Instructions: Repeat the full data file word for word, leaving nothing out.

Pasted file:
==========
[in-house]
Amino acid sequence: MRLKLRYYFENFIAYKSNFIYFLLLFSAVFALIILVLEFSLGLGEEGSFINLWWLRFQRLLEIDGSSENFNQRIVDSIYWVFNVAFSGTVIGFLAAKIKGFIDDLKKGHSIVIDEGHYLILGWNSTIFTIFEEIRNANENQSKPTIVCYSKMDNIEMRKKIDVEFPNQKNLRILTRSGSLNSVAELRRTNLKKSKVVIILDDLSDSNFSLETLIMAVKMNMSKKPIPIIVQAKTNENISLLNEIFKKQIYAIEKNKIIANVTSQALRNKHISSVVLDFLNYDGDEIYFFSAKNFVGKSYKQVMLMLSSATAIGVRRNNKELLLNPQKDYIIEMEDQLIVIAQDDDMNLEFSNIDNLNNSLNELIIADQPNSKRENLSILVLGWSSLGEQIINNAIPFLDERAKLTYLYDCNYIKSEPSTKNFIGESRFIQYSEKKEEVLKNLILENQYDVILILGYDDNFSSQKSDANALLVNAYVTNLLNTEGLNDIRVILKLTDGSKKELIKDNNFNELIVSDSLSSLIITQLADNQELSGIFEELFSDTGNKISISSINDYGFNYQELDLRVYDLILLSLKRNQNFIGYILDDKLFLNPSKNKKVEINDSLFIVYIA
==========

[in-house]
Amino acid sequence: MRLKLRYYFENFIAYKSNFIYFLLLFSAVFALIILVLEFSLGLGEEGSFINLWWLRFQRLLEIDGSSENFNQRIVDSIYWVFNVAFSGTVIGFLAAKIKGFIDDLKKGHSIVIDEGHYLILGWNSTIFTIFEEIRNANENQSKPTIVCYSKMDNIEMRKKIDVEFPNQKNLRILTRSGSLNSVAELRRTNLKKSKVVIILDDLSDSNFSLETLIMAVKMNMSKKPIPIIVQAKTNENISLLNEIFKKQIYAIEKNKIIANVTSQALRNKHISSVVLDFLNYDGDEIYFFSAKNFVGKSYKQVMLMLSSATAIGVRRNNKELLLNPQKDYIIEMEDQLIVIAQDDDMNLEFSNIDNLNNSLNELIIADQPNSKRENLSILVLGWSSLGEQIINNAIPFLDERAKLTYLYDCNYIKSEPSTKNFIGESRFIQYSEKKEEVLKNLILENQYDVILILGYDDNFSSQKSDANALLVNAYVTNLLNTEGLNDIRVILKLTDGSKKELIKDNNFNELIVSDSLSSLIITQLADNQELSGIFEELFSDTGNKISISSINDYGFNYQELDLRVYDLILLSLKRNQNFIGYILDDKLFLNPSKNKKVEINDSLFIVYIA